Not surprisingly, governments and funding agencies around the world are recognizing that dissemination of research results is part of the research process itself. Many are implementing or exploring policies to facilitate the sharing of information and realize the benefits of digital scholarship.
Not surprisingly, governments and funding agencies around the world are recognizing that dissemination of research results is part of the research process itself. Many are implementing or exploring policies to facilitate the sharing of information and realize the benefits of digital scholarship. For example:
The US National Institutes of Health (NIH) Public Access Policy requires that its funded investigators deposit their final peer-reviewed manuscripts in PubMed Central, NIH’s online digital archive, for free public access within 12 months of journal publication. NIH also allows grant funds to be used to pay journal publication fees. (See the Association of Research Libraries' guide to the policy.)
The Canadian Institutes of Health Research requires that all research papers from its funded projects are freely accessible online within six months of publication and that bioinformatics, atomic, and molecular coordinate data be deposited into a public database immediately upon publication of research results.
Canada’s Social Sciences and Humanities Research Council has endorsed the principle of open access and is moving to increase awareness, pursue discussions with major stakeholders, and gradually incorporate open access provisions in research support programs.
Wellcome Trust, the UK’s largest private biomedical research funder, requires grantees to submit an electronic copy of the final manuscripts of their research papers into PubMed Central. It also provides grantholders with additional funding to cover publication fees charged by open access journals.
The Research Councils UK supports the principle that "knowledge derived from publicly funded research must be made available for public use." Several of its component funding councils have implemented policies asking or requiring their grantees to deposit journal articles and conference proceedings in open online archives when appropriate archives are available and copyright or licensing arrangements permit.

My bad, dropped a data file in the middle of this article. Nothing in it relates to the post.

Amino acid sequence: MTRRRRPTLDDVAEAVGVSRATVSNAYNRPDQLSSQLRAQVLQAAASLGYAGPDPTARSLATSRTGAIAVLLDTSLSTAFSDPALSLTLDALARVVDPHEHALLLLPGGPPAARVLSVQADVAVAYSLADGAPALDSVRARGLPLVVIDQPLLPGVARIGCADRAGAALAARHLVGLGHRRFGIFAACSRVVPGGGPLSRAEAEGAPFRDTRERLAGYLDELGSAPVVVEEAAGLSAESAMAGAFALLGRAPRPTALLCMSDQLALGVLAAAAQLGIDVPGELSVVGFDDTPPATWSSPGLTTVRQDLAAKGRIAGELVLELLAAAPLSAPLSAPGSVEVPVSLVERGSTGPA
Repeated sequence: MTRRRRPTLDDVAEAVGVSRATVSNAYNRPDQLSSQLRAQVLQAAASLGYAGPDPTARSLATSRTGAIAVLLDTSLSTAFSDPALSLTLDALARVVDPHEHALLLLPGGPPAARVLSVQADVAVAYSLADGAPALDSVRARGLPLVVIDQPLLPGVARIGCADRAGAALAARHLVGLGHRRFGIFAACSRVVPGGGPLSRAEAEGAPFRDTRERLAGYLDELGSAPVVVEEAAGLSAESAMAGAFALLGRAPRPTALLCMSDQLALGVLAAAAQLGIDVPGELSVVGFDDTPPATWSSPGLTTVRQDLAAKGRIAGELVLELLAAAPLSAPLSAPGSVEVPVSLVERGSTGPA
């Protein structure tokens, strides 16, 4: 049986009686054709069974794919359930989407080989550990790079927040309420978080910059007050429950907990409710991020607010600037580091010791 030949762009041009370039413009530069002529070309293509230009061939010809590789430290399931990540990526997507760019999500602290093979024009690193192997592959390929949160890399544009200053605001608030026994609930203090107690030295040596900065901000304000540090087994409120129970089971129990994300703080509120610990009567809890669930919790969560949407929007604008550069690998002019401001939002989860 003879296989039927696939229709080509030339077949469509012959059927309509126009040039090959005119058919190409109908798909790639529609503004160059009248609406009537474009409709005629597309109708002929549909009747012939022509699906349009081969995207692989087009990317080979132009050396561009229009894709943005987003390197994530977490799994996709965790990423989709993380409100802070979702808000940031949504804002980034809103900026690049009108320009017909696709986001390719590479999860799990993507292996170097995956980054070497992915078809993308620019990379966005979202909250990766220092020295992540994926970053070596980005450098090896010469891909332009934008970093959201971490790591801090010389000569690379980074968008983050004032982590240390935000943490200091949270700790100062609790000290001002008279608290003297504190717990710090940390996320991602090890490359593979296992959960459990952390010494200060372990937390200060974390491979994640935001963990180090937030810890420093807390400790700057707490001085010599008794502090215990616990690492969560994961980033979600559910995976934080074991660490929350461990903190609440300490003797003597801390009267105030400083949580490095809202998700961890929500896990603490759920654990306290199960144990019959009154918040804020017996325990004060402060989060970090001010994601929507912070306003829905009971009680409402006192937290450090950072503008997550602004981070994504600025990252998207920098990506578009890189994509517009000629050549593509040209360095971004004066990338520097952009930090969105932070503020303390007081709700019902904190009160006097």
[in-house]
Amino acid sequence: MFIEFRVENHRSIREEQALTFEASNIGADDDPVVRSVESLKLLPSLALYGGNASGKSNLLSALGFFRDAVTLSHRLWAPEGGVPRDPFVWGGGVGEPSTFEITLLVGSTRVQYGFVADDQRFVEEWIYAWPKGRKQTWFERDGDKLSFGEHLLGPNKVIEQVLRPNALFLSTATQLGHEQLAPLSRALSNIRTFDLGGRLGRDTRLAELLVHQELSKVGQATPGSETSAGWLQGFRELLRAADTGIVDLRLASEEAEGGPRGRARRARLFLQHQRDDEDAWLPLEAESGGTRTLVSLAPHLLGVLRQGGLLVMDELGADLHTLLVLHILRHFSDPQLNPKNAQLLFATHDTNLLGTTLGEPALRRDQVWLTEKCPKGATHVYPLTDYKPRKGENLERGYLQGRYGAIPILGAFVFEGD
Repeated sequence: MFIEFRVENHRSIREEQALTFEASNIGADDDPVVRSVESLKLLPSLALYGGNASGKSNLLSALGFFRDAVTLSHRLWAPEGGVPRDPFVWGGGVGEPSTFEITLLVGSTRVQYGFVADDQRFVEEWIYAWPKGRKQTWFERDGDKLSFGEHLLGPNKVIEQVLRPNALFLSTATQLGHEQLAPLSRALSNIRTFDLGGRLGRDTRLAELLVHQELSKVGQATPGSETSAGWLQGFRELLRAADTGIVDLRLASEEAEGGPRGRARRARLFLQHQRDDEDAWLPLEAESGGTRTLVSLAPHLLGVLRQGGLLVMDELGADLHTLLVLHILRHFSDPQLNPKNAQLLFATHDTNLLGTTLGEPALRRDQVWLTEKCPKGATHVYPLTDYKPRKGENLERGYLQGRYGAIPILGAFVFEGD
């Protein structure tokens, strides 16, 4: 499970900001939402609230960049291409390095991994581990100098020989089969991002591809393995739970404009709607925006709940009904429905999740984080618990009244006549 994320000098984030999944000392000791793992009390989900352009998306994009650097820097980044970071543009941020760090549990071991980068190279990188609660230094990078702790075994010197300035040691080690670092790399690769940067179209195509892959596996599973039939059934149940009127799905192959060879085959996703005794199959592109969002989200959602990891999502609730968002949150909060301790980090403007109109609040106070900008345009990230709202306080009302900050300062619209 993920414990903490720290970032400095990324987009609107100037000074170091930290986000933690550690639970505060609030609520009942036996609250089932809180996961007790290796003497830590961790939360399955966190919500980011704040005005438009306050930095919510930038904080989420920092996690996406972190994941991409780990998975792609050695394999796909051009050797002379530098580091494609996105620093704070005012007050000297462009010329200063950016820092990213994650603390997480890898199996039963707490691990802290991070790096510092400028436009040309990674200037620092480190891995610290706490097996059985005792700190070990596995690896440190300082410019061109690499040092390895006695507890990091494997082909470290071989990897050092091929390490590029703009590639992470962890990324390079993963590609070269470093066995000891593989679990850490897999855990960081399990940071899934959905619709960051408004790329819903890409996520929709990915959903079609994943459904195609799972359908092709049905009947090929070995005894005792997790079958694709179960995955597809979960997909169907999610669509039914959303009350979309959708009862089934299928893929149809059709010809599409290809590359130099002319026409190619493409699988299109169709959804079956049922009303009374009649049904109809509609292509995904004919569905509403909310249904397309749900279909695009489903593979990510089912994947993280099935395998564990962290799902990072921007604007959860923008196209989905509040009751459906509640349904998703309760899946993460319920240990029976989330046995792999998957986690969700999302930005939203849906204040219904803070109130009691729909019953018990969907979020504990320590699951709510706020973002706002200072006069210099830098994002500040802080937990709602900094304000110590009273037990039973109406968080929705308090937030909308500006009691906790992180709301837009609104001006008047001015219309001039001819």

A 2007 paper from the European Commission [PDF] takes the position that "wider access to and dissemination of scientific information are necessary, especially with regard to journal articles and research data produced on the basis of public funding.
The Deutsche Forschungsgemeinschaft (German Research Foundation, DFG) expects the research results it funds “to be published and to be made available, where possible, digitally and on the Internet via open access” — either in discipline-specific or institutional open online archives following conventional publication or in a recognized peer-reviewed open access journal.
A 2004 Organization for Economic Cooperation and Development (OECD) “Declaration on Access To Research Data From Public Funding,” adopted by the US, Canada, and 32 other nations, pledges to work towards the establishment of access regimes for digital research data from public funding in accordance with the objective of openness.